Disability Rights Education & Defense Fund (DREDF) opposes the criminalization of people based on their HIV-positive status. In addition to being harmful to public health, laws and prosecution targeting HIV-positive people constitute discrimination on the basis of disability. The Americans with Disabilities Act (ADA) prohibits disability discrimination by state and local governments. State laws and prosecutions that criminalize people living with HIV without a basis in current objective medical and scientific knowledge violate the ADA and other antidiscrimination mandates. We urge lawmakers across the country to modernize their HIV laws and policies, and to discard outdated and harmful punitive approaches.
During the outset of the HIV epidemic, many states enacted laws that criminalized or enhanced the criminal penalties for certain acts by people living with HIV that were thought to create the risk of exposure to HIV. These laws were passed at a time when fear and misinformation about HIV was widespread, particularly about how HIV is transmitted. Today, with the benefit of more than 30 years of research and considerable advances in medical treatments, the scientific and medical communities have learned much more about how HIV is transmitted and how to prevent transmission. We now know that HIV is not spread through saliva, tears, or sweat. We also know that the use of condoms, PrEP (pre-exposure prophylaxis), and antiviral medication, by themselves or in combination, can dramatically reduce the risk of HIV transmission, in some cases to zero. HIV has also become a medical condition that is managed with medications and other treatments, with people with HIV now having a life expectancy that matches that of the general public. Yet most HIV criminal laws do not reflect current scientific and medical knowledge. In addition, HIV criminalization laws undermine public health by discouraging people from seeking testing and treatment options, such as antiviral medication, that can protect their health and reduce transmission.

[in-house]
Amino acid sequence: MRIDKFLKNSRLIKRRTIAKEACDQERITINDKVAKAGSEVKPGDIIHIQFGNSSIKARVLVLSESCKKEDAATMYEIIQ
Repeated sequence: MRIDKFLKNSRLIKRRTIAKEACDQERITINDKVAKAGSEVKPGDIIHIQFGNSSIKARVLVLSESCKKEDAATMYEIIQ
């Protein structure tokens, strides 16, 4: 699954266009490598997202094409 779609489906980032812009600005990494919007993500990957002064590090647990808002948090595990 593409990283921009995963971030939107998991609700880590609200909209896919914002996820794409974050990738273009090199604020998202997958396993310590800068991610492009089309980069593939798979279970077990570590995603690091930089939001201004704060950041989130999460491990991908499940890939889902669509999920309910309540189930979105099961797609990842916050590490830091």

Outdated HIV criminalization laws constitute disability discrimination because they treat people living with HIV more harshly without an objective scientific basis. Several states, such as California, Missouri, and North Carolina, have taken steps in recent years to modernize their state HIV laws. Unfortunately, many state laws have still not been updated to reflect current scientific and medical knowledge. Laws in several states criminalize acts that cannot transmit HIV, such as spitting, or that pose no material risk of transmission. These laws do not account for actions that reduce risk, such as condom usage or PrEP or whether transmission has actually occurred.